Will it be we look back on Silverstone 2013, and recognise this was the first genuine sign that the Red Bull domination may indeed be coming to an end?

FIA rule Silverstone Young Driver Test is now open

In a press release, the FIA have just released they say, “’Our priority is to ensure safety for all in Formula One and we believe the incidents at Silverstone represent a genuine safety concern for the drivers’, said President Todt. ‘We have thus taken the decision to alter the Young Driver Test to allow teams to use drivers they deem fit to carry out tyre development work in a bid to solve the problems we saw at the British Grand Prix. I believe it is fitting to carry out this work at the circuit upon which the issues were manifested.’

The test, scheduled for July 17-19 at Silverstone, will now allow teams to field drivers who have competed in more than two F1 World Championship events provided it is clear that the purpose of them doing this is to test tyres for Pirelli. The test may also be extended by one day.

To provide for this, the FIA today informed Formula One’s teams that the approval of the World Motor Sport Council (WMSC) will be immediately sought for a change to article 22.4h (i)* of the 2013 Formula One Sporting Regulations.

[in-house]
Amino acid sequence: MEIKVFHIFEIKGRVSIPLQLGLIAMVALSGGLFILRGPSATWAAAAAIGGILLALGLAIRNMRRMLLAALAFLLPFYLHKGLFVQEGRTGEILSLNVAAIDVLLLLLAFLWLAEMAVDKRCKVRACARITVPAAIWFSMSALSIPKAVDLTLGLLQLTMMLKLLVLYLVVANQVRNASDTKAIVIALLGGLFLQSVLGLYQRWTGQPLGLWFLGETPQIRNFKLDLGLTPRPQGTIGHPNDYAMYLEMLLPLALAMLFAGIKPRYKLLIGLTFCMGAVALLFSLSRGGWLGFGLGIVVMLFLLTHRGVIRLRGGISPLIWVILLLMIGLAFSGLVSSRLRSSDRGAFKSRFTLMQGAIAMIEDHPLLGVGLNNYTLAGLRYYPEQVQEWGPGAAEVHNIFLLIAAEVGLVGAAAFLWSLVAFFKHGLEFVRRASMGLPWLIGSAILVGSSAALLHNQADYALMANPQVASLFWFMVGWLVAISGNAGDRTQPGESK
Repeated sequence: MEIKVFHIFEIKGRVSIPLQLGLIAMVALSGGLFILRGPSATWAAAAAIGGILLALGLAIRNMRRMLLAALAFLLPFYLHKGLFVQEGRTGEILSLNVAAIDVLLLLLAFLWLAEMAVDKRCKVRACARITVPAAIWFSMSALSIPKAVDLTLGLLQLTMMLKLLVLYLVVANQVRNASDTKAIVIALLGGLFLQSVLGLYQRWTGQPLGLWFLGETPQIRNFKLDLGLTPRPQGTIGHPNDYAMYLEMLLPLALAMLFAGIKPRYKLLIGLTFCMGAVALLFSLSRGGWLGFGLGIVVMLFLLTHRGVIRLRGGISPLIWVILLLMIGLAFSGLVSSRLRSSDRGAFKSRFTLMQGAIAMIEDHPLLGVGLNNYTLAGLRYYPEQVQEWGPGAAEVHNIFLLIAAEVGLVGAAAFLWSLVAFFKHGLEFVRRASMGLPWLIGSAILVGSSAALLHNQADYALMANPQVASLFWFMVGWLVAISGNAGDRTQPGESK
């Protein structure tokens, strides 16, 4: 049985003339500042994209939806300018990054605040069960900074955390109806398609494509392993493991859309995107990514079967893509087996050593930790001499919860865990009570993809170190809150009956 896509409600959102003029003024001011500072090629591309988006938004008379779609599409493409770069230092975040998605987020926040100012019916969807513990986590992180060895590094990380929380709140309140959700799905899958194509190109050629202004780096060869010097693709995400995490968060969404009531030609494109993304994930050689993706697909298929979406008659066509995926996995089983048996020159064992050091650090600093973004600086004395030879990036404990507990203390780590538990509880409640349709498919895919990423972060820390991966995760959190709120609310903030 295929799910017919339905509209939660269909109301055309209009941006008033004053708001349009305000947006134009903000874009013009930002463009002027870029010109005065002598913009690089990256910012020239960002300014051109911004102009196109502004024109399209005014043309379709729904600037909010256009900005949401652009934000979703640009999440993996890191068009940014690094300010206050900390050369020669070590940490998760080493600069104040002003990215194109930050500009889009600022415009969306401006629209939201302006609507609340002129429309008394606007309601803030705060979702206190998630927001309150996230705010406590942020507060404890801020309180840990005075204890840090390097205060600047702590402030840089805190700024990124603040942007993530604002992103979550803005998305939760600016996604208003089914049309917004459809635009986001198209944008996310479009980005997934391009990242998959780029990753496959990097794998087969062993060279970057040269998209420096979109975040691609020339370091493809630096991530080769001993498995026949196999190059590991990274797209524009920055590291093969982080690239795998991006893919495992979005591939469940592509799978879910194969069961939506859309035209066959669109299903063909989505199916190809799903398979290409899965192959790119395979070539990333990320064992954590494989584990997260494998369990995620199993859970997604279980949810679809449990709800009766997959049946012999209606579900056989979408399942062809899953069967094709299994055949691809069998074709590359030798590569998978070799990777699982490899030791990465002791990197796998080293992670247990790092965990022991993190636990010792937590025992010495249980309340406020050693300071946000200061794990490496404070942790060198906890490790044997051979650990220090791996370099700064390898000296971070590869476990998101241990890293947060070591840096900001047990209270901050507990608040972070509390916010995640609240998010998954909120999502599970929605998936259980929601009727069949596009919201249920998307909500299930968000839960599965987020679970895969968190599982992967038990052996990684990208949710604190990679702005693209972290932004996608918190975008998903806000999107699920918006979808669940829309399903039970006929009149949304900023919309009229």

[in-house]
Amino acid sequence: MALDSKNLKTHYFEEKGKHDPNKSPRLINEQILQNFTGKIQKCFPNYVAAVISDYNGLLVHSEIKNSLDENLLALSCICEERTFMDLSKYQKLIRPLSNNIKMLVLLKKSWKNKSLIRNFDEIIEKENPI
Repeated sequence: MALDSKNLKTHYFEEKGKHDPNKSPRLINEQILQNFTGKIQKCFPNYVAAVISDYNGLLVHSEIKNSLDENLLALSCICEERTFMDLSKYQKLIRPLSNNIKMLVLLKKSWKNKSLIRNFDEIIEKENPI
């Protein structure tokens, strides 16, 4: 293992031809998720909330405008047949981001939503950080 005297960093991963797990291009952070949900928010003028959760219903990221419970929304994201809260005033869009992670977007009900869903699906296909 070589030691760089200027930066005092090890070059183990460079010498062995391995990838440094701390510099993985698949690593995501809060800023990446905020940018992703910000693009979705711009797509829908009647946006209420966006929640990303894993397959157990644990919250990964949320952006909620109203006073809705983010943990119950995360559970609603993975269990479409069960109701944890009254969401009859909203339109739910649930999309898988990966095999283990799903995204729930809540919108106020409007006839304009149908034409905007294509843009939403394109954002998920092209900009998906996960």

Approval will also be sought for a change to the wording of article 12.6.3 of the 2013 Formula One Technical Regulations** to allow for a modification of the specification of the tyres during the Championship season without the unanimous agreement of all competing teams.

This will allow the FIA to take all necessary actions to ensure safety. 

Notwithstanding the revised conditions as set out above, in the interests of the sport the Mercedes AMG Petronas F1 Team has accepted to not participate in this test, as per the recent decision of the International Tribunal.

In the meantime, the FIA has asked Pirelli for an assurance that there will be no repetition of the tyre problems at this weekend’s German Grand Prix or at subsequent grand prix.

*Formula One Sporting Regulations 2013, Article 22.4h (i) states: No track testing may take place between the start of a ten-day period which precedes the start of the first Event of the Championship and 31 December of the same year with the following exceptions: i) One three day young driver training test carried out on a date and site approved by the FIA following consultation with all teams. No driver who has competed in more than two F1 World Championship races may take part in this test and all drivers must be in possession of an International A Licence.

** Formula One Technical Regulations 2013 Article 12.6.3 states: Tyre specifications will be determined by the FIA no later than 1 September of the previous season. Once determined in this way, the specification of the tyres will not be changed during the Championship season without the agreement of all competing teams.